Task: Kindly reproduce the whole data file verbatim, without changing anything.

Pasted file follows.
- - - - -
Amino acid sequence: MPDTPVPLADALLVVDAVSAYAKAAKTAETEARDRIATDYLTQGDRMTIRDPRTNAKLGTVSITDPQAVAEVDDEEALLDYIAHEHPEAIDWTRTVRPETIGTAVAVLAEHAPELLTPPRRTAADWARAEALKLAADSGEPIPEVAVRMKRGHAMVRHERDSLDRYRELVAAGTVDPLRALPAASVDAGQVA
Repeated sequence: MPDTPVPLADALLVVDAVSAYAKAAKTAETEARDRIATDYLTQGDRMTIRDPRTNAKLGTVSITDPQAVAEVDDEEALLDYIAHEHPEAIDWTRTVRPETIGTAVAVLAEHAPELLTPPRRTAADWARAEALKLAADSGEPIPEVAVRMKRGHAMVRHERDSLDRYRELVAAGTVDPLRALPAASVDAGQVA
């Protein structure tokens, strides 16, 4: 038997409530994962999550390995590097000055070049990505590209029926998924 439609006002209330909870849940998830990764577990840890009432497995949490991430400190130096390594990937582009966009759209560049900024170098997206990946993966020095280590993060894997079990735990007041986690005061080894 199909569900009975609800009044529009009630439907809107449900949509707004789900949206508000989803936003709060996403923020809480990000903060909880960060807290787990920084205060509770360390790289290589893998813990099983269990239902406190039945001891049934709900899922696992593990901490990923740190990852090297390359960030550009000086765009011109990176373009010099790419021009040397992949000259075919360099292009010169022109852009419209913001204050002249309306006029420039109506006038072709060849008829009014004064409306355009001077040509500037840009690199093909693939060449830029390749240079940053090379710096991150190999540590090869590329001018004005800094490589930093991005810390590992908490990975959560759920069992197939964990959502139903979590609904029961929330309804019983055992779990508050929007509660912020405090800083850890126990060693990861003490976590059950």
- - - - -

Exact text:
Amino acid sequence: MPDTPVPLADALLVVDAVSAYAKAAKTAETEARDRIATDYLTQGDRMTIRDPRTNAKLGTVSITDPQAVAEVDDEEALLDYIAHEHPEAIDWTRTVRPETIGTAVAVLAEHAPELLTPPRRTAADWARAEALKLAADSGEPIPEVAVRMKRGHAMVRHERDSLDRYRELVAAGTVDPLRALPAASVDAGQVA
Repeated sequence: MPDTPVPLADALLVVDAVSAYAKAAKTAETEARDRIATDYLTQGDRMTIRDPRTNAKLGTVSITDPQAVAEVDDEEALLDYIAHEHPEAIDWTRTVRPETIGTAVAVLAEHAPELLTPPRRTAADWARAEALKLAADSGEPIPEVAVRMKRGHAMVRHERDSLDRYRELVAAGTVDPLRALPAASVDAGQVA
């Protein structure tokens, strides 16, 4: 038997409530994962999550390995590097000055070049990505590209029926998924 439609006002209330909870849940998830990764577990840890009432497995949490991430400190130096390594990937582009966009759209560049900024170098997206990946993966020095280590993060894997079990735990007041986690005061080894 199909569900009975609800009044529009009630439907809107449900949509707004789900949206508000989803936003709060996403923020809480990000903060909880960060807290787990920084205060509770360390790289290589893998813990099983269990239902406190039945001891049934709900899922696992593990901490990923740190990852090297390359960030550009000086765009011109990176373009010099790419021009040397992949000259075919360099292009010169022109852009419209913001204050002249309306006029420039109506006038072709060849008829009014004064409306355009001077040509500037840009690199093909693939060449830029390749240079940053090379710096991150190999540590090869590329001018004005800094490589930093991005810390590992908490990975959560759920069992197939964990959502139903979590609904029961929330309804019983055992779990508050929007509660912020405090800083850890126990060693990861003490976590059950």